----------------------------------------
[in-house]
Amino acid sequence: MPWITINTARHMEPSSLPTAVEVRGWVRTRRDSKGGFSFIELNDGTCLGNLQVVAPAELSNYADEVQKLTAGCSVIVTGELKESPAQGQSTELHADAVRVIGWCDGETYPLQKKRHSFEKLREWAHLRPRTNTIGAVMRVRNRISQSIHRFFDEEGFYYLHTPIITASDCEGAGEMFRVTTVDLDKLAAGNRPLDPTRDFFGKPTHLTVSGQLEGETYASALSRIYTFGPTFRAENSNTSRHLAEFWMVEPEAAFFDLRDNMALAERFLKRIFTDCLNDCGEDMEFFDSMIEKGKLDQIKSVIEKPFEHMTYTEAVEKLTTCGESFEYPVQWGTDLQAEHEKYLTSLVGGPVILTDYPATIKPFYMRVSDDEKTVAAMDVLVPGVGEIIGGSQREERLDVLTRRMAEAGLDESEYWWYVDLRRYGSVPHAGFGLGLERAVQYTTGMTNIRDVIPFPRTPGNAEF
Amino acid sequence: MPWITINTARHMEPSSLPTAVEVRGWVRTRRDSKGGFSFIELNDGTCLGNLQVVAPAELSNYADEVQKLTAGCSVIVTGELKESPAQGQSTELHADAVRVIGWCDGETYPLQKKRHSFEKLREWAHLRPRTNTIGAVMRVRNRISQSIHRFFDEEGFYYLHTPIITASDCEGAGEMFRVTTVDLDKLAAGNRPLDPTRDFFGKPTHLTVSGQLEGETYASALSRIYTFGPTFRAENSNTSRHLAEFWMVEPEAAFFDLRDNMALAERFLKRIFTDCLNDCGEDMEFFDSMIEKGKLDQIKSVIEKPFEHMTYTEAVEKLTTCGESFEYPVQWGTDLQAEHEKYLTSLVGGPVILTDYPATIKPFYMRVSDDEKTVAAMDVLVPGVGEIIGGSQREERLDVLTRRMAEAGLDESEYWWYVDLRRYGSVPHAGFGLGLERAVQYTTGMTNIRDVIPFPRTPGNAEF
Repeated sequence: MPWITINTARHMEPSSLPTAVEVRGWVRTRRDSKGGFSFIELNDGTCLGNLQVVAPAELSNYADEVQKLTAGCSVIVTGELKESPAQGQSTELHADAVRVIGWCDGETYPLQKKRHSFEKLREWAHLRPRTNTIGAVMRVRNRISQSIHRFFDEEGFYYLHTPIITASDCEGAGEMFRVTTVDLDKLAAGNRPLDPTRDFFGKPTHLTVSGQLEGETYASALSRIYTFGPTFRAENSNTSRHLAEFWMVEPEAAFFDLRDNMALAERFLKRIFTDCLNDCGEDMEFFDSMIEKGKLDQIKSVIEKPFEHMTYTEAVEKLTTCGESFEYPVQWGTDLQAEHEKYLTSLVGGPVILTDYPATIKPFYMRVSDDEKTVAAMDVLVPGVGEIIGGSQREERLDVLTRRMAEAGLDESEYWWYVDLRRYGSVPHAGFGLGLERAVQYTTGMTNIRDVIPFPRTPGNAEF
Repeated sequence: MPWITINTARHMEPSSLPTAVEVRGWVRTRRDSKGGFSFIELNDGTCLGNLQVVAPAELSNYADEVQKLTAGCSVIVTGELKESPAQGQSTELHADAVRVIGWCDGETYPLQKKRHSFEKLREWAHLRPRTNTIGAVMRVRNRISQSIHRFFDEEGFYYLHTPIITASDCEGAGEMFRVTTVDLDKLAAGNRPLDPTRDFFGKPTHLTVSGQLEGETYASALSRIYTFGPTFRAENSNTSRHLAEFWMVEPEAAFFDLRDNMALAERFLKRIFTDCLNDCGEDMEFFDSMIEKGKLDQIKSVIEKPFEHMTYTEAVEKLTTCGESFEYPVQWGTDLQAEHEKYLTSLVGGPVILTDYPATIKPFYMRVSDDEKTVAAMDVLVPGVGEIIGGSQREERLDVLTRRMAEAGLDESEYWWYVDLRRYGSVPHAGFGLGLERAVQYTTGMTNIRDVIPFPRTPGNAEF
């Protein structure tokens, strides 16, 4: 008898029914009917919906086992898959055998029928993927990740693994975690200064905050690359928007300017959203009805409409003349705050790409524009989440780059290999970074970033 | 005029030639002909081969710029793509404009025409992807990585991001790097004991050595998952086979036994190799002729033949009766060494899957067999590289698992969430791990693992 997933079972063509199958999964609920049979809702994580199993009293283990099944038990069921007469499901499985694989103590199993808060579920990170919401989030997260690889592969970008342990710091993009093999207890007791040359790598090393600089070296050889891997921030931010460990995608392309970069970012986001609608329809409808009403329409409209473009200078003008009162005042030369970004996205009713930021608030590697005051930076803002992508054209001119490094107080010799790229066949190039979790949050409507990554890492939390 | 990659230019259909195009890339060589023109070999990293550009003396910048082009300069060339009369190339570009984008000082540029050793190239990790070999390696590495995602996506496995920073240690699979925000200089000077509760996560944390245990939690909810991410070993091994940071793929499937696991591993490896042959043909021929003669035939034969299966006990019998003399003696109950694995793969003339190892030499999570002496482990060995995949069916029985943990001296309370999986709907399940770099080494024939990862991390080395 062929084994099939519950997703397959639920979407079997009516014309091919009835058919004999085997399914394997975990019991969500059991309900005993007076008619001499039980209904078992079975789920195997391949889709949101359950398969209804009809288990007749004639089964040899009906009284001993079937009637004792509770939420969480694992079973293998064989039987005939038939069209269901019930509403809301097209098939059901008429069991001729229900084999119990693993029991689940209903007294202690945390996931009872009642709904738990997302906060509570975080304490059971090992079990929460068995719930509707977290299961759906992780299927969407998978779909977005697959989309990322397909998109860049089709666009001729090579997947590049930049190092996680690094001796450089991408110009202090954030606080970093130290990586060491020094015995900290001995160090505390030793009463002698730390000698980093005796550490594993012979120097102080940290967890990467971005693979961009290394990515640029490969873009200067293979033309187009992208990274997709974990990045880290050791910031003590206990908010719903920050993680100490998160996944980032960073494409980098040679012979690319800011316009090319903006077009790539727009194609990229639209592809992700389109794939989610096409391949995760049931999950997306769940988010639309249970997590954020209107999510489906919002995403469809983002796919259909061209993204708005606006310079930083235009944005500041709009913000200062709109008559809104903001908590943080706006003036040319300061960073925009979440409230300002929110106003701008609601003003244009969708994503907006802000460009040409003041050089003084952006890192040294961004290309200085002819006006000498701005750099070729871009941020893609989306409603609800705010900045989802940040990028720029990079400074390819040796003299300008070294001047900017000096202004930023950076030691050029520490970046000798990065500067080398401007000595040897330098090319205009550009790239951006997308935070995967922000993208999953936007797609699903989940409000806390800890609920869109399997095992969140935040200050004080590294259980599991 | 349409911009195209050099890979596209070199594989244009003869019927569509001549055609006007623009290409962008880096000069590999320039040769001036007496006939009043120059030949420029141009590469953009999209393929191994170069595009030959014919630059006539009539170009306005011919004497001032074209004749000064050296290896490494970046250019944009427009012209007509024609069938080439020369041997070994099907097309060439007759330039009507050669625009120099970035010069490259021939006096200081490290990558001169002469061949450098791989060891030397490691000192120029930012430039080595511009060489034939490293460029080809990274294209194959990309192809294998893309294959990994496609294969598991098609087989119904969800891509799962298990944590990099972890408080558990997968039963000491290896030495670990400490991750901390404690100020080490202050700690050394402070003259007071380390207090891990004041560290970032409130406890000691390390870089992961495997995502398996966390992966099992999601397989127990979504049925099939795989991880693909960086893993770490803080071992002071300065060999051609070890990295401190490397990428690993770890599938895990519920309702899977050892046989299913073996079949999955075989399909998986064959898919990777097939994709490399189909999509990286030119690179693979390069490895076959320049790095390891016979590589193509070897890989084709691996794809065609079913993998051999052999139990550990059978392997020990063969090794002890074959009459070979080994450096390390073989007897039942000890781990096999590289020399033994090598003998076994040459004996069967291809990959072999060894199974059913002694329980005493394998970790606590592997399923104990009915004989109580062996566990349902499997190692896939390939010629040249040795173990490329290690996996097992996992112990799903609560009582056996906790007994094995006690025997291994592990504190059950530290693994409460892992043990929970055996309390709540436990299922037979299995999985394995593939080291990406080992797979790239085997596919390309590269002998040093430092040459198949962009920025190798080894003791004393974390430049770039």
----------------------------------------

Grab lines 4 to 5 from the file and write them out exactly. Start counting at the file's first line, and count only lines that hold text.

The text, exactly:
Repeated sequence: MPWITINTARHMEPSSLPTAVEVRGWVRTRRDSKGGFSFIELNDGTCLGNLQVVAPAELSNYADEVQKLTAGCSVIVTGELKESPAQGQSTELHADAVRVIGWCDGETYPLQKKRHSFEKLREWAHLRPRTNTIGAVMRVRNRISQSIHRFFDEEGFYYLHTPIITASDCEGAGEMFRVTTVDLDKLAAGNRPLDPTRDFFGKPTHLTVSGQLEGETYASALSRIYTFGPTFRAENSNTSRHLAEFWMVEPEAAFFDLRDNMALAERFLKRIFTDCLNDCGEDMEFFDSMIEKGKLDQIKSVIEKPFEHMTYTEAVEKLTTCGESFEYPVQWGTDLQAEHEKYLTSLVGGPVILTDYPATIKPFYMRVSDDEKTVAAMDVLVPGVGEIIGGSQREERLDVLTRRMAEAGLDESEYWWYVDLRRYGSVPHAGFGLGLERAVQYTTGMTNIRDVIPFPRTPGNAEF
Repeated sequence: MPWITINTARHMEPSSLPTAVEVRGWVRTRRDSKGGFSFIELNDGTCLGNLQVVAPAELSNYADEVQKLTAGCSVIVTGELKESPAQGQSTELHADAVRVIGWCDGETYPLQKKRHSFEKLREWAHLRPRTNTIGAVMRVRNRISQSIHRFFDEEGFYYLHTPIITASDCEGAGEMFRVTTVDLDKLAAGNRPLDPTRDFFGKPTHLTVSGQLEGETYASALSRIYTFGPTFRAENSNTSRHLAEFWMVEPEAAFFDLRDNMALAERFLKRIFTDCLNDCGEDMEFFDSMIEKGKLDQIKSVIEKPFEHMTYTEAVEKLTTCGESFEYPVQWGTDLQAEHEKYLTSLVGGPVILTDYPATIKPFYMRVSDDEKTVAAMDVLVPGVGEIIGGSQREERLDVLTRRMAEAGLDESEYWWYVDLRRYGSVPHAGFGLGLERAVQYTTGMTNIRDVIPFPRTPGNAEF